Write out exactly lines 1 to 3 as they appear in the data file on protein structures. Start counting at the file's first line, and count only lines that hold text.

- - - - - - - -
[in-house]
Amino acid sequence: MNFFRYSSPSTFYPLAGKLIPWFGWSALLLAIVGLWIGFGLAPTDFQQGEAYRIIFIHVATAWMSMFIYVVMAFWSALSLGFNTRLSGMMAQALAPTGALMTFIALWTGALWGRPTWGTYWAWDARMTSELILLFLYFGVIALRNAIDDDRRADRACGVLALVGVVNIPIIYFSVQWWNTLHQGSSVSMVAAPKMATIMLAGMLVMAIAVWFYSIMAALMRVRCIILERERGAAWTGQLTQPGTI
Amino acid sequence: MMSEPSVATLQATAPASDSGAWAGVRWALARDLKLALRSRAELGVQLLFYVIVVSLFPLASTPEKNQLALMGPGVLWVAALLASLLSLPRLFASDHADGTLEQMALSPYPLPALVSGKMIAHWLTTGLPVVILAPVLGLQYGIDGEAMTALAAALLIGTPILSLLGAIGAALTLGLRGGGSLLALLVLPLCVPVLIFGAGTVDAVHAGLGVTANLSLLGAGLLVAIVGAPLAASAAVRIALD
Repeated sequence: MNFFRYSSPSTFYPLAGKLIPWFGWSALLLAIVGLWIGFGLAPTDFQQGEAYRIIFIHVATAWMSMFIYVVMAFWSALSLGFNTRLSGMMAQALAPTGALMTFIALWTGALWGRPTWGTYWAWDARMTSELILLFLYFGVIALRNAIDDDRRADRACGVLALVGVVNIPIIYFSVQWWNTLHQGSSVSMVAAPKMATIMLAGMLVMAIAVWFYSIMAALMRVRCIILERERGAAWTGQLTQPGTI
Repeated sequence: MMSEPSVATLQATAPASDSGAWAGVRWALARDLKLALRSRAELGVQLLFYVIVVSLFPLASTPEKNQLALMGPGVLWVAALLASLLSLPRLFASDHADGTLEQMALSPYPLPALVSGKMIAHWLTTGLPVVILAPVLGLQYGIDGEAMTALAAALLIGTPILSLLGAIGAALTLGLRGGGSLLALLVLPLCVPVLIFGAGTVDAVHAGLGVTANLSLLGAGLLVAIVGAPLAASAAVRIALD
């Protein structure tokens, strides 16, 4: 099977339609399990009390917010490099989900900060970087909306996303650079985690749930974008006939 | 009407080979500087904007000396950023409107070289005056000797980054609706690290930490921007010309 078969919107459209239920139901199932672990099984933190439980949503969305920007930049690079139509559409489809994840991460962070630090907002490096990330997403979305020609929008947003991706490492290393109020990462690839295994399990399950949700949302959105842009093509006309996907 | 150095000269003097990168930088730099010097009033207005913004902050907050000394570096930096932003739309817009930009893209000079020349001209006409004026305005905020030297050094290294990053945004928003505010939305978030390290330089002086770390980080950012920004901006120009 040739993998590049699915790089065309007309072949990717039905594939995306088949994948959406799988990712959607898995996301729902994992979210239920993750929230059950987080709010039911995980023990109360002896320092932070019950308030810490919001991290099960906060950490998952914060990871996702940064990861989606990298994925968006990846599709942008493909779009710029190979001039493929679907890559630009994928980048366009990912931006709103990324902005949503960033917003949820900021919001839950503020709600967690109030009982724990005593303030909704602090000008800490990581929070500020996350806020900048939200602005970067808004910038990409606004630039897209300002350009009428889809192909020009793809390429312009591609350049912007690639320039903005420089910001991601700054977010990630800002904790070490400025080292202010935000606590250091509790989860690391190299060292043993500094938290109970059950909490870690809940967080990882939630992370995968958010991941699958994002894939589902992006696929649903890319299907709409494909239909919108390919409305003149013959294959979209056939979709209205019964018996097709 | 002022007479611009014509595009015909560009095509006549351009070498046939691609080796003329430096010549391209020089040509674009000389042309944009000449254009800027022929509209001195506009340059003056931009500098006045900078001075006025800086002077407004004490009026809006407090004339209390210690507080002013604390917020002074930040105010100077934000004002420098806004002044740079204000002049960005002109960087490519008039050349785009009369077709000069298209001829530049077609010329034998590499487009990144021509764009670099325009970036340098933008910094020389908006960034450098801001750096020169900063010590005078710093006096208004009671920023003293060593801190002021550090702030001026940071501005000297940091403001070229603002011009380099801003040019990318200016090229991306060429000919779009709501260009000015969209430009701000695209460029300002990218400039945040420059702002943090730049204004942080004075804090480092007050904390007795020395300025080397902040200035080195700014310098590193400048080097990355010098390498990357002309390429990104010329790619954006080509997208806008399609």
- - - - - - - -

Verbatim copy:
[in-house]
Amino acid sequence: MNFFRYSSPSTFYPLAGKLIPWFGWSALLLAIVGLWIGFGLAPTDFQQGEAYRIIFIHVATAWMSMFIYVVMAFWSALSLGFNTRLSGMMAQALAPTGALMTFIALWTGALWGRPTWGTYWAWDARMTSELILLFLYFGVIALRNAIDDDRRADRACGVLALVGVVNIPIIYFSVQWWNTLHQGSSVSMVAAPKMATIMLAGMLVMAIAVWFYSIMAALMRVRCIILERERGAAWTGQLTQPGTI
Amino acid sequence: MMSEPSVATLQATAPASDSGAWAGVRWALARDLKLALRSRAELGVQLLFYVIVVSLFPLASTPEKNQLALMGPGVLWVAALLASLLSLPRLFASDHADGTLEQMALSPYPLPALVSGKMIAHWLTTGLPVVILAPVLGLQYGIDGEAMTALAAALLIGTPILSLLGAIGAALTLGLRGGGSLLALLVLPLCVPVLIFGAGTVDAVHAGLGVTANLSLLGAGLLVAIVGAPLAASAAVRIALD